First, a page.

What Police Work is Really Like, Episode III: The Midnight Snack

11Mar13

So there I was, minding my own business, patrolling the hood on night shift. It was a quiet weeknight, nothing too interesting had happened. The streets were almost empty. I was wandering around looking for stolen cars and hoping for a good call.

The dispatcher bumped me. “Suicide in progress” at an apartment complex. I didn’t get too excited. Those calls can be anything from a real suicide to a panicked parent calling because their son was passed out drunk. They rarely turn out to be an actual suicide attempt. I turned around and headed toward the apartment complex.

Just before I turned the corner toward the complex I heard two officers announce they had arrived. I sped up, hoping to catch them before they found the apartment. Apartment complexes are usually huge and confusing, with numbered buildings laid out in no particular order. Unless you know the complex, it takes a while to figure out where you are.

I reached the apartment complex entrance and started to turn. A car was speeding toward me in the opposing lane. I jammed on the brakes and waited for the car to pass. Then the driver started flashing the high beams and waving frantically. She stopped beside me, pointed toward a fast food restaurant a couple hundred yards ahead and yelled, “They’re robbing the hamburger place!”

Okay, now I was excited. If memory serves me correctly, stats show that more officers are killed on robberies in progress than any other type of call. The likelihood was that I would be in a gunfight within seconds of arrival. I got a quick description: black guy, about thirty, real muscular, no shirt. She didn’t know if he had a weapon.

I called it out on the radio and stomped on the gas pedal. Seconds later I pulled into the parking lot. I saw a cluster of scared restaurant employees huddled around one corner. They pointed behind the restaurant. A shirtless, muscular black man was walking away.

I sped toward the man, stopped about twenty feet behind him, kept one foot on the brake and the other on the gas, and grabbed the PA microphone. I could see the man’s hands and didn’t see a gun. But if he turned around, pulled a gun from his waistband and started shooting, my car would be a better weapon than my pistol.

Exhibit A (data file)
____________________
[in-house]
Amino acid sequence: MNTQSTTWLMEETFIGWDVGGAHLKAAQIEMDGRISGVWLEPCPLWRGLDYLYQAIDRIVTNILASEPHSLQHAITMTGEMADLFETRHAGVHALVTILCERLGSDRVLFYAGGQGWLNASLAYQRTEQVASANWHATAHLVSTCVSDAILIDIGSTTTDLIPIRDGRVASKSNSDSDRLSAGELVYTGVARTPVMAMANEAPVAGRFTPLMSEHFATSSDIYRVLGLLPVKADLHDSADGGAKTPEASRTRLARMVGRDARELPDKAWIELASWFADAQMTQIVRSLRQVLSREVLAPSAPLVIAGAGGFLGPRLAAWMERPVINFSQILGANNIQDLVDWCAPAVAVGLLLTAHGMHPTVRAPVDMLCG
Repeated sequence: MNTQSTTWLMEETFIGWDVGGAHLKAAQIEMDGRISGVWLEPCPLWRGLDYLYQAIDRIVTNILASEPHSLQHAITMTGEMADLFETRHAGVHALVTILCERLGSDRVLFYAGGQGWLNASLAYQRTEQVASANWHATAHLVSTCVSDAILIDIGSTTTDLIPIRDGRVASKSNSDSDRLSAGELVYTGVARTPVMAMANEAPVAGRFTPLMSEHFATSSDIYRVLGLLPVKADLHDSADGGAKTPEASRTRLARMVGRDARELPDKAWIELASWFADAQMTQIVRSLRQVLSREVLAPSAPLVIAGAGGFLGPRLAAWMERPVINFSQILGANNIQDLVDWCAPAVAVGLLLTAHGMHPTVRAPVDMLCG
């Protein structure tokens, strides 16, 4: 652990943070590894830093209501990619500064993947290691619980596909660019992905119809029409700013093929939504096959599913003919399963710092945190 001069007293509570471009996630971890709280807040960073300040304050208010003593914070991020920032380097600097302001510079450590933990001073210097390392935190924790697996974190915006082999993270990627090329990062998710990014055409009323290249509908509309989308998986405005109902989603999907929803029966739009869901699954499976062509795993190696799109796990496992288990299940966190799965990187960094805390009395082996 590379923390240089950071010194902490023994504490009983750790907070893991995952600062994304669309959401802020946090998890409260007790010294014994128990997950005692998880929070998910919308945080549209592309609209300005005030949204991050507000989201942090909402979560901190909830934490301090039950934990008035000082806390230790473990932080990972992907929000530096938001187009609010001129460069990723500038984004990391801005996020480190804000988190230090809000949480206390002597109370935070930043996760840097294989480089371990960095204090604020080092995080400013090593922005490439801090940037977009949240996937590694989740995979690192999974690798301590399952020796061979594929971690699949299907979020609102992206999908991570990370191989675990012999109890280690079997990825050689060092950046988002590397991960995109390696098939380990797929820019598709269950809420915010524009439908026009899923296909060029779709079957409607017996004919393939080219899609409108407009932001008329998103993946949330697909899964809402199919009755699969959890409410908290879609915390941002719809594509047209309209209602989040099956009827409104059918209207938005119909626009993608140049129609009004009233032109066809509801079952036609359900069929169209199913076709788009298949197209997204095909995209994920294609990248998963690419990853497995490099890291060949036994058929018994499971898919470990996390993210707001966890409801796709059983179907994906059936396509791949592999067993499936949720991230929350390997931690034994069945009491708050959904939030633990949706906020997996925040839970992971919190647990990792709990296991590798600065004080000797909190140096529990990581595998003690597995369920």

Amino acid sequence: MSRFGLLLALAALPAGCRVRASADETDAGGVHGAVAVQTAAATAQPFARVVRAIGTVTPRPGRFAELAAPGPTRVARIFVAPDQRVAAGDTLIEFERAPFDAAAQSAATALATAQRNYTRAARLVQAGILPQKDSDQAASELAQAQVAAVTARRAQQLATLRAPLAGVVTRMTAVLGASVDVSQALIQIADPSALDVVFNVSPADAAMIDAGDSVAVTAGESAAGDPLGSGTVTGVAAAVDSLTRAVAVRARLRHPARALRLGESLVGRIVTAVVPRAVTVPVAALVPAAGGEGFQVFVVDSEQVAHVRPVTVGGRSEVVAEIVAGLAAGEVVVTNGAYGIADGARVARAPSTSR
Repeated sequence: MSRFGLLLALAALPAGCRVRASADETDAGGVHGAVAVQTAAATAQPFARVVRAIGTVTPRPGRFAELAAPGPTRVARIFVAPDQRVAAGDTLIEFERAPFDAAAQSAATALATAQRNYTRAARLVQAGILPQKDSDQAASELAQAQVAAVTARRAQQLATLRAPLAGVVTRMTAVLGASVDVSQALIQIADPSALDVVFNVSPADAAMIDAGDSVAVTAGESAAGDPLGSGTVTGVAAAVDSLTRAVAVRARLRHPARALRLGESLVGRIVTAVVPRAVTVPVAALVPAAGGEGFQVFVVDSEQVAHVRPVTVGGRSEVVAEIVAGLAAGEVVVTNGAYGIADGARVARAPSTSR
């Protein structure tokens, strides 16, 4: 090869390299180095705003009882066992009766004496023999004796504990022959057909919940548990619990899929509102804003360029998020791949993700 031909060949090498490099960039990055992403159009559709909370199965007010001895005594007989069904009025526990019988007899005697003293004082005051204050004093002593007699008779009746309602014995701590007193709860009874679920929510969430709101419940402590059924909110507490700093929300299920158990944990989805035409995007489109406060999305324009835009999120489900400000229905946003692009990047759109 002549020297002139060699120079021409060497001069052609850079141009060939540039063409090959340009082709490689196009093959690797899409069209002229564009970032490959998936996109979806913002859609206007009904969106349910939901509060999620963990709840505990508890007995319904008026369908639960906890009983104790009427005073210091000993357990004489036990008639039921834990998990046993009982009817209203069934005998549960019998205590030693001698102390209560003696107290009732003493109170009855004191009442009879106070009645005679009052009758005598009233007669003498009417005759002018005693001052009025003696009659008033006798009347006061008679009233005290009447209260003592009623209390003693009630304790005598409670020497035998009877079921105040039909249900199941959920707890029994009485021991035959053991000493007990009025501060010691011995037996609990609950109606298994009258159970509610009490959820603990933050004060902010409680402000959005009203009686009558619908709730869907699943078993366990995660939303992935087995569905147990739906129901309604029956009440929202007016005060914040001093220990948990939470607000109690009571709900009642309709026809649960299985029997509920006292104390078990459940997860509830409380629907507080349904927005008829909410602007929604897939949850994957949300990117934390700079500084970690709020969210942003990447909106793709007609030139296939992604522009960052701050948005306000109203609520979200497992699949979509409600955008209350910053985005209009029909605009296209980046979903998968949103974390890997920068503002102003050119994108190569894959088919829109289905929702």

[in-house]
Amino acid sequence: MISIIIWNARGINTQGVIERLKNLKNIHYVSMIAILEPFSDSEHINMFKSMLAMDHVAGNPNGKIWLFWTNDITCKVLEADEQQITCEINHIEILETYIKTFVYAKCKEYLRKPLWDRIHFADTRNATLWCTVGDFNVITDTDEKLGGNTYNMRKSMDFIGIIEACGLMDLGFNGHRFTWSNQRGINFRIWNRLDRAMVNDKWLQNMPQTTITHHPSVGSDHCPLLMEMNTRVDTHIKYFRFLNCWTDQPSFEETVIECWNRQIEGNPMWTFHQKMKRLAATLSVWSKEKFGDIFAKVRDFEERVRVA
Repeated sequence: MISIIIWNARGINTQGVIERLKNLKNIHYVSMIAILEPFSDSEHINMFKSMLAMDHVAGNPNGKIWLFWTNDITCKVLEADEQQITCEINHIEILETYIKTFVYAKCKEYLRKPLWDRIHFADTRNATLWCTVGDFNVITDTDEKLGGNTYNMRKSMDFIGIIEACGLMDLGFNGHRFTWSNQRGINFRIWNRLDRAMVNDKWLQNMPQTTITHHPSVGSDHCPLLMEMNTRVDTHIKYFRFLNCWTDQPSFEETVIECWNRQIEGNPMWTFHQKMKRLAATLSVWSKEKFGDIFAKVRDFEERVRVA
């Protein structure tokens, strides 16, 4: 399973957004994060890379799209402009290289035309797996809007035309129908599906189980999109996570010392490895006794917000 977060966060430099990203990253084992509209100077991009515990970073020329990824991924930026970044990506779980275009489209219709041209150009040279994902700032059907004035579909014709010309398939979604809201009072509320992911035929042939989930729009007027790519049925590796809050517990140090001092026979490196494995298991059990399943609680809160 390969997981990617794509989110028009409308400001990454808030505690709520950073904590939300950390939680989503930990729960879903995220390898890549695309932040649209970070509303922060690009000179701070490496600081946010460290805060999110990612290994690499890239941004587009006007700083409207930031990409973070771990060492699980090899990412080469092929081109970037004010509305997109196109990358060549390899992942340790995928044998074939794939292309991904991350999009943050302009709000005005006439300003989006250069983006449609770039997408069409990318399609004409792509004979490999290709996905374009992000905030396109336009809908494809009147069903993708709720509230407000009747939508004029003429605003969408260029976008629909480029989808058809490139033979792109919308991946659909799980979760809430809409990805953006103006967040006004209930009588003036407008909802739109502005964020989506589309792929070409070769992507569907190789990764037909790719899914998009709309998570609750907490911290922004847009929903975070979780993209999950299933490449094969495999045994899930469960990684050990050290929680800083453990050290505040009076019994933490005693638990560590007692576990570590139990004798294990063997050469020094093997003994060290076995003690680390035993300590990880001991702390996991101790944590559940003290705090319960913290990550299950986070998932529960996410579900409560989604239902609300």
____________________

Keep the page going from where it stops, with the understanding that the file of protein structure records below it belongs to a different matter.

I keyed the PA and ordered the man to stop. He spun around to face me. No gun visible anywhere. The man started screaming something I couldn’t understand. I threw the car in park, drew my weapon and jumped out of the car. From behind the door, I ordered the man to lie on his stomach. He stayed on his feet and kept screaming maniacally.

At this point, I noticed a few things about the man. He was sweating profusely on a cool night. He was shaking. His eyes were bugged out and face taut with fury. He had something white smeared on his head and face. I’m no expert, but by golly, I was starting to suspect the man was under the influence of an illegal drug!

I ordered the man to lie down again. He yelled back an answer I’ll never forget: “Berk grang huffsa furdis!”

Okay, maybe that’s not exactly what he said. The point is, he was screaming unintelligibly. I didn’t know what the hell he was yelling at me, but I’m fairly certain it wasn’t friendly.

I ordered him down again. He took a step toward me. I thought, Oh, crap. Only a short distance separated us. If he started running, he’d be on me in a couple seconds. I still couldn’t see a weapon, but he was bigger and looked way stronger than me. Plus he was stoned out of his mind. I didn’t have a Taser, and in my experience pepper spray and batons don’t work well on strong guys who are super high.

I ordered him to stop. He kept coming. I yelled more orders. He screamed something that sounded like the Aramaic version of “I hate you and everything you stand for.”

He reached my front bumper. I had to decide what to do. Jump in the car and back away? Holster my pistol and pull pepper spray, in the probably vain hope that it would stop the guy from beating me to death? Shoot an unarmed man? Whatever I decided to do, the end result probably wouldn’t be good.

I heard roaring engines and squealing tires. To my relief, two patrol cars raced through the parking lot and slid to a stop beside me. Officers jumped out with Tasers in their hands. As soon as the suspect saw red laser dots on his chest, he IMMEDIATELY dropped to his stomach with his hands behind his back. He hadn’t been too scared of getting shot, but apparently he’d ridden the lightning before and wanted no part of that.